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The USMNT’s Loss To Colombia Was A Comprehensive Embarrassment

LANDOVER, MARYLAND - JUNE 08: Tim Weah #21 of the United States reacts during the second half against Colombia at Commanders Field on June 08, 2024 in Landover, Maryland. (Photo by John Dorton/ISI Photos/USSF/Getty Images for USSF)
John Dorton/ISI Photos/USSF/Getty Images

On Saturday afternoon, three hours before they made a different, ignoble sort of history, the United States Men's National Team announced a historic starting XI: every single starter played for a Big 5 club team, marking the first time the USMNT has ever started such a lineup. That's a marker of the high level of talent in the program, as well as the level of ambition the team should be operating with. How would the U.S. look with their spiffy lineup? As overmatched as they've looked in most games against good teams under Gregg Berhalter.

The U.S. lost 5-1 in a pre–Copa America friendly against Colombia, who represented one of the best and most relevant tests ahead of the tournament. Los Cafeteros haven't lost in more than two years, and they've beaten Brazil and Spain within the past seven months. This was the sort of friendly that felt, somehow, as if it had real stakes. Colombia is the perfect measuring stick for the USMNT's supposedly tremendous progress over the past eight years. The USMNT had a respectable Copa America in 2016, winning a knockout round match and finishing fourth after dropping the third-place game against Colombia. They played that tournament with mostly MLS veterans, and they did not come close to troubling Colombia or Argentina, who smoked them 4-0 in the semifinals. How would they perform eight years later, with the USMNT fielding a significantly more prestigious lineup?

The U.S. looked outschemed and overmatched for the duration of the game, and Colombia needed just five minutes to seize a lead after Antonee Robinson inexplicably played a ball that was headed out right into the path of Jhon Arias. There were isolated moments of competence, and Tim Weah did score a goal. It didn't matter. Colombia was not only deadlier in front of goal, they seemed to be the only side who knew how they really wanted to play. They allowed the U.S. to have their meaningless little spells of possession, they let their cool, skilled players cook in space, and they applied pressure to the weaker parts of the U.S. build-up and ruthlessly pounced on the inevitable mistakes.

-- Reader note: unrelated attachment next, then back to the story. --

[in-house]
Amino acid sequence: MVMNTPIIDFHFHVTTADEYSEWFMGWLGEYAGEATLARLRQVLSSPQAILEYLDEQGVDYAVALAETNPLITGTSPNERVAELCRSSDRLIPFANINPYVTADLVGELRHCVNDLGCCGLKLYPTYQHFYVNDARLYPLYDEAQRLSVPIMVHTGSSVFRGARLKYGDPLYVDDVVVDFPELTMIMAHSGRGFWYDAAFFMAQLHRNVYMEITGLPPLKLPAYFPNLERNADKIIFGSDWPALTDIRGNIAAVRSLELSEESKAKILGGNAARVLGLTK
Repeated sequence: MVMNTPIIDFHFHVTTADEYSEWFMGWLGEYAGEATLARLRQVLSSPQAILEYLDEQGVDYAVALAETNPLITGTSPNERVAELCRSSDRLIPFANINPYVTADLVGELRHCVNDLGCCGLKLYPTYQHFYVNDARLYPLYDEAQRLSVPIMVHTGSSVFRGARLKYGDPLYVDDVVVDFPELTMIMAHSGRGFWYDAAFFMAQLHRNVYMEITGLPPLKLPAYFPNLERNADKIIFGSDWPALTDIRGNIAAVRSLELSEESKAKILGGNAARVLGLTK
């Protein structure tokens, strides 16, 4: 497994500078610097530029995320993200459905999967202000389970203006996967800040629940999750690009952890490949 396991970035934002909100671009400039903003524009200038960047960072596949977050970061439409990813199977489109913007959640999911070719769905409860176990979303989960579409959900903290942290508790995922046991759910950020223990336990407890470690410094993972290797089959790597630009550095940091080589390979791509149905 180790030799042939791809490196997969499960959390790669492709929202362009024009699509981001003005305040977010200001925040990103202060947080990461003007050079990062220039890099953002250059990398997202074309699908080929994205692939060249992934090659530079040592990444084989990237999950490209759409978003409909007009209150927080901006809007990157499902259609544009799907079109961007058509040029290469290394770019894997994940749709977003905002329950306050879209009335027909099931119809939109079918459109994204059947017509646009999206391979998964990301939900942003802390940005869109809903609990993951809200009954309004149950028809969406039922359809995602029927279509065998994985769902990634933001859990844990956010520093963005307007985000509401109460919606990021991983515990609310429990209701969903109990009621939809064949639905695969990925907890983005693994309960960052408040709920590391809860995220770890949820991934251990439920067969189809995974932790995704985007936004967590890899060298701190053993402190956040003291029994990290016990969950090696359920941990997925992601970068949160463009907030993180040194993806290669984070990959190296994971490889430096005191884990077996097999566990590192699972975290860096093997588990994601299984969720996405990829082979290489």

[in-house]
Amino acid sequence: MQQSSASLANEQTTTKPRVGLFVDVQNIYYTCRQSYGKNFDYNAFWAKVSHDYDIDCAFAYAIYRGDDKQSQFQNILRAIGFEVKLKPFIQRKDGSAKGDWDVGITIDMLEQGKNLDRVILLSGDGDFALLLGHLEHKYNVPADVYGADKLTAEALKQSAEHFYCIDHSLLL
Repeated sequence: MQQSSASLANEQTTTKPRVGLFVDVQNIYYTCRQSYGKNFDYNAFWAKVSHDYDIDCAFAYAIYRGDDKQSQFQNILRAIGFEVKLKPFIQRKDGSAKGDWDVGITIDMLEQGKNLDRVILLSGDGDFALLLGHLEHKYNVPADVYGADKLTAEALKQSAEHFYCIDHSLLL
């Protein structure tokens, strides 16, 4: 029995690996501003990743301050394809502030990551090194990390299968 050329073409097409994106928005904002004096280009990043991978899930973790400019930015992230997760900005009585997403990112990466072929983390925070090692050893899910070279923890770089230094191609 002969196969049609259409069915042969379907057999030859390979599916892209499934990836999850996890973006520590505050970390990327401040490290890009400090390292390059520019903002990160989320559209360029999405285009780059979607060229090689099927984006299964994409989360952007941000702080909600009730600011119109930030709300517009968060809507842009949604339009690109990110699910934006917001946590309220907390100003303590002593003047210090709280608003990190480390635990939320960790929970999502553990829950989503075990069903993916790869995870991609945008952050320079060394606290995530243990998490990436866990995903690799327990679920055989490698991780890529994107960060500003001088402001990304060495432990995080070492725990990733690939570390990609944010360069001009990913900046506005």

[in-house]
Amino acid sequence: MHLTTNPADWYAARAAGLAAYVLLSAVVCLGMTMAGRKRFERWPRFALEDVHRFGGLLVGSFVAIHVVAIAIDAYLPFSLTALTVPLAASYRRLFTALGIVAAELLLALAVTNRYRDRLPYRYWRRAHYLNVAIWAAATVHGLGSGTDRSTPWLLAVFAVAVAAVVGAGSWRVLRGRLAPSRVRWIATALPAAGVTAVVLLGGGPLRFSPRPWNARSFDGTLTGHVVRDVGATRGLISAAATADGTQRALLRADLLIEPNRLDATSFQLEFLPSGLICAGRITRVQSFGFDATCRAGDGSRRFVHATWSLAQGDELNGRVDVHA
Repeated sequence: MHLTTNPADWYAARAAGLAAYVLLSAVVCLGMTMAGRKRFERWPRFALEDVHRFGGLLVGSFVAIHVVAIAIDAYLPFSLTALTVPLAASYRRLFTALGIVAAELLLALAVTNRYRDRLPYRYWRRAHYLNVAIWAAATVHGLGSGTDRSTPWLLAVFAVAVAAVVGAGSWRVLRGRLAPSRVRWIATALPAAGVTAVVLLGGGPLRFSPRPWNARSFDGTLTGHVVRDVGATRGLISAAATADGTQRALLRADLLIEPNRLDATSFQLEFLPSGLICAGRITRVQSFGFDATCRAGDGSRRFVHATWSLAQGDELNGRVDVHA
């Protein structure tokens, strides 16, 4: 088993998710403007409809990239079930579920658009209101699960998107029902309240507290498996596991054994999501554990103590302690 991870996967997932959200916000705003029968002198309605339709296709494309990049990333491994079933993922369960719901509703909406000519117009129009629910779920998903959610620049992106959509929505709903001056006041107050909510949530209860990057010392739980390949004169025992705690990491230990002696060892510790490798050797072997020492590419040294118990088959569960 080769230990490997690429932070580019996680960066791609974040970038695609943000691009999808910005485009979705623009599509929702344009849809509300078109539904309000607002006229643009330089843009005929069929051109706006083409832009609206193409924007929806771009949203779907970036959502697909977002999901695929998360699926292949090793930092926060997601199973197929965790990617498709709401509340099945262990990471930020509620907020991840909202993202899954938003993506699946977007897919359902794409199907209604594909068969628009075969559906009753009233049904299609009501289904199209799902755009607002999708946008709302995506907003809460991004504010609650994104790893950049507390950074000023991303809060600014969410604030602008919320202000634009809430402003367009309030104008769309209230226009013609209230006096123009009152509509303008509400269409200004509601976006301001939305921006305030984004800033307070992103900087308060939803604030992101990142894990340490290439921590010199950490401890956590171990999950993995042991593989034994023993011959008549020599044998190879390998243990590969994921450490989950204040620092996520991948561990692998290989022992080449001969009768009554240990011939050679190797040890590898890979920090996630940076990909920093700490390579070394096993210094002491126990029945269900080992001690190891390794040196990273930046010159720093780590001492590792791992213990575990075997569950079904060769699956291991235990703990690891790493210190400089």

Subject as each goal is to innumerable weird moments of chance, a scoreline as gaudy as 5-1 is not always indicative of a complete ass-kicking. The U.S. looked like they belonged on the field. Their good players won the ball back in the midfield. They strung together some great sequences of passing. Christian Pulisic looked wily and clever out on the wing. In a way, though, 5-1 is almost more disappointing because of how normal the U.S. looked. Colombia is arguably the more talented team and they had the best player on the pitch, but this should never have turned out as ugly as the 4-0 loss to Argentina in the 2016 Copa America. This was a matter or organization and intensity, with the U.S. suckered into playing a way they should not have been playing by a team who knew exactly how to punish them for it.

It's easy, and I think ultimately correct, to blame Berhalter, though the players blew this too. Coaching had nothing direct to do with Robinson's boo-boo, nor Rafael Borré's overhead kick 13 minutes later. "It just felt like they were waiting for us to make a mistake and then kill us in transition," Pulisic said after the match. “That’s just what happened over and over again. We were nowhere near the level we need to play at if we want to win games coming into Copa America." I read that primarily as him calling out his teammates, though I would point out that the U.S. has never been at Pulisic's desired level under Berhalter.

The team has gone 5-7-6 against top-20 teams in Berhalter's six-year reign, with four of those wins against Mexico and one against Iran at the World Cup. Outside of the CONCACAF nursery, this is not a serious team, and they don't really seem to have made much progress since that 2016 Copa America, or arguably the 2009 Confederations Cup. The last time they surrendered five goals was the 2009 Gold Cup final to Mexico, and the time before that came in 1990, when they lost to a nation that doesn't exist anymore (Czechoslovakia). When the arc of your failure extends back that much further than that of your success, something is busted. Berhalter has survived so much that I doubt he'll get fired even if the USMNT get rolled in the Copa America. He will point out how young his team is, and frame it as a work in progress, and the U.S. will kick off the next World Cup having learned nothing.

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